But as I talk about in the book, there was a third step, which was I had to learn to irrationally love myself, and that that is the sort of love that, I believe, is coming from the universe or coming from God, whatever image you'd like to use, as indiscriminately as the light. So I went on this retreat to see Ram Dass, who's this spiritual teacher, he wrote "Be Here Now". And I went into I was on a private, basically, a hermitage, living in his guesthouse. But I was alone most of the time. And it was wonderful. I had this incredible transcendent experience sitting with him. I was hallucinating, which is fucking crazy and awesome. Even while it was happening, I was like, "It's happening, I'm having a mystical experience!" But then I would go back to the house, and in the morning sometimes or at night, I would get 10 out of 10 horny, hornier than I had been since I had been 15. And there I was, 39 or something, and I was trying to be spiritual. I was trying to meditate, I was burning seven to 10 sticks of incense a day. I was reading sacred texts. And all the while, I'm thinking about jiggling asses and stuff. And I was embarrassed. It was so obvious my Christian, my puritanical shame psychology was still in there. Playboys on the table and casual sex be damned, I hadn't yet opened all the blinders in my soul, for lack of a better word, and let the light in. So I thought it was in the way. I was very tempted to just masturbate and get it over with, which is how I saw sex. I always saw it as not something to enjoy or to respect or to honor or to just participate with, I saw it as something that you wanted to get out of the way so you could get back to being good or being holy or being worthy of love. So there I was on a hermitage, fucking horny. I don't know if people can even remember what it's like to be 15, And you're just like, everything is sex, everything is sex. And I was really tempted to do something about it. I joke in the book, I couldn't look at pornography on my laptop. The password for the Wi-Fi was the name of Ram Dass's guru. So I couldn't type in the name of an other-worldly guru, and then go to fucking, I don't know, XVideos or whatever. I just couldn't do it. It was all coming in my face coming in my face. [LAUGHING] it was all being held right into my face. So I had this moment of surrender and break, where I tried to do what I had been studying and what I had been telling myself. I tried to just love myself irrationally.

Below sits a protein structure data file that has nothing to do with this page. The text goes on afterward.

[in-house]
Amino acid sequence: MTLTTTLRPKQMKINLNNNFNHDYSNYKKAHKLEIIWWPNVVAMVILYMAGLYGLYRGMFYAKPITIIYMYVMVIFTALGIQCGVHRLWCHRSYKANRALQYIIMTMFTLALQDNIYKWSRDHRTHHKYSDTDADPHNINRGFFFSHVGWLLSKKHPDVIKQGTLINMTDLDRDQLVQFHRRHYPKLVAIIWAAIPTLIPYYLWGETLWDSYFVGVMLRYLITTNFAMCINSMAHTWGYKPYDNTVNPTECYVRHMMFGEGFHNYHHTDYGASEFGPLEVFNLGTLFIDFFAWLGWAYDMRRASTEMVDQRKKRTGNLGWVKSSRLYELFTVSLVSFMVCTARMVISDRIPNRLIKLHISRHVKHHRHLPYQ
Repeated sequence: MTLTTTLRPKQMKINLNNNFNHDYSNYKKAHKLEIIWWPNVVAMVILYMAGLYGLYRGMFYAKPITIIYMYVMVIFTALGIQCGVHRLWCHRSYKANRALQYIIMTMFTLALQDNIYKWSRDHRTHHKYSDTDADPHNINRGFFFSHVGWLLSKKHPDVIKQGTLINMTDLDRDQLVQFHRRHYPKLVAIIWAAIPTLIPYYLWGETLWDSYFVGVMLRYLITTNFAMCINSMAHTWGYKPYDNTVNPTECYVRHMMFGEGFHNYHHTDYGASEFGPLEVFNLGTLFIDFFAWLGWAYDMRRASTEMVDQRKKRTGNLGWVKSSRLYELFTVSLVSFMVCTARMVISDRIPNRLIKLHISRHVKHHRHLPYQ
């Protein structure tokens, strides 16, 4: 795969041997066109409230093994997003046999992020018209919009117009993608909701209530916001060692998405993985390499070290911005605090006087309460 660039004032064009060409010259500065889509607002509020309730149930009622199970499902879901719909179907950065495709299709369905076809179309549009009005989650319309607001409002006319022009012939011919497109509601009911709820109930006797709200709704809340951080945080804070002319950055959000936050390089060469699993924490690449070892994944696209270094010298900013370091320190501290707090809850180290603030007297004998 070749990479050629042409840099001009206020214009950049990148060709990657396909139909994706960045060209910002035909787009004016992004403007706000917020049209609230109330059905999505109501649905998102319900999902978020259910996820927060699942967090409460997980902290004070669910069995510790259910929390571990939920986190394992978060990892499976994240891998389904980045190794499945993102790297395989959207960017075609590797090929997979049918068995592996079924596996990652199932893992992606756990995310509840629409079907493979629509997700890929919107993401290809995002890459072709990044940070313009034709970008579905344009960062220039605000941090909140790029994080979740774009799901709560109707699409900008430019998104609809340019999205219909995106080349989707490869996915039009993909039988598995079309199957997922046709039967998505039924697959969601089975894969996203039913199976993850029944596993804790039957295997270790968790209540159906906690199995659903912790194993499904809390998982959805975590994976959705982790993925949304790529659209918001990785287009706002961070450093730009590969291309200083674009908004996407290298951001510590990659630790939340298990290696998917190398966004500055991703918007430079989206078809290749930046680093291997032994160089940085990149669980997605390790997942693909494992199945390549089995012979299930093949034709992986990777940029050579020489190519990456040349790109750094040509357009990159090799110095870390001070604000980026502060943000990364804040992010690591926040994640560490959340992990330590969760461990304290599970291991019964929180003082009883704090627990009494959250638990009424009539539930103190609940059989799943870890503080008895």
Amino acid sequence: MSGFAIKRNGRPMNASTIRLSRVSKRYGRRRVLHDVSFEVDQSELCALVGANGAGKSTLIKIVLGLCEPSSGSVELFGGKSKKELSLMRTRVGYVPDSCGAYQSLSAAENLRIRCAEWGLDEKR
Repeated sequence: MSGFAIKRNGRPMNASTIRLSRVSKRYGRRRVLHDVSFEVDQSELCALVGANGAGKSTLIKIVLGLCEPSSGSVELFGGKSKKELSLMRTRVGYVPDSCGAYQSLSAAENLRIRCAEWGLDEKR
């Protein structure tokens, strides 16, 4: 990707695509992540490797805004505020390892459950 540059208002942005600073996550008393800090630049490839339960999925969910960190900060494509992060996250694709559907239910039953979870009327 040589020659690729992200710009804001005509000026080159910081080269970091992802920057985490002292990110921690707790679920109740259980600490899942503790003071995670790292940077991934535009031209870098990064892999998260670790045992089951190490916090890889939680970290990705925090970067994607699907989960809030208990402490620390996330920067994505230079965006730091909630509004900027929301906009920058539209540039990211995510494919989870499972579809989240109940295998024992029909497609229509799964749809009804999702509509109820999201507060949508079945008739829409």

People give out this bullshit Kirkland purified water love to each other. It's conditional, it sucks, it's low grade. It's well love, and I want that top shelf premium love. And that really is a thoughtless love. It's a love without a reason. It's not, oh, I'm horny, Pete, I love how human you are or how conflicted you are or how good you want to be or how carnal you are and virile. It wasn't that. That's justifying why you feel the way you feel. I just tried loving it because love is a place, it's like a state that you can enter into, and you just go, everything, just like I said, as indiscriminately as the light, I love this, too. It's not God is over here with the saying frack instead of fuck, and not seeing R-rated movies and being nice. Richard Rohr points out, the word nice is not in the New Testament doesn't exist. We've lost the narrative. We've turned it into a [HEARTY CHUCKLE] and it was never about that. And I wanted to get into that place.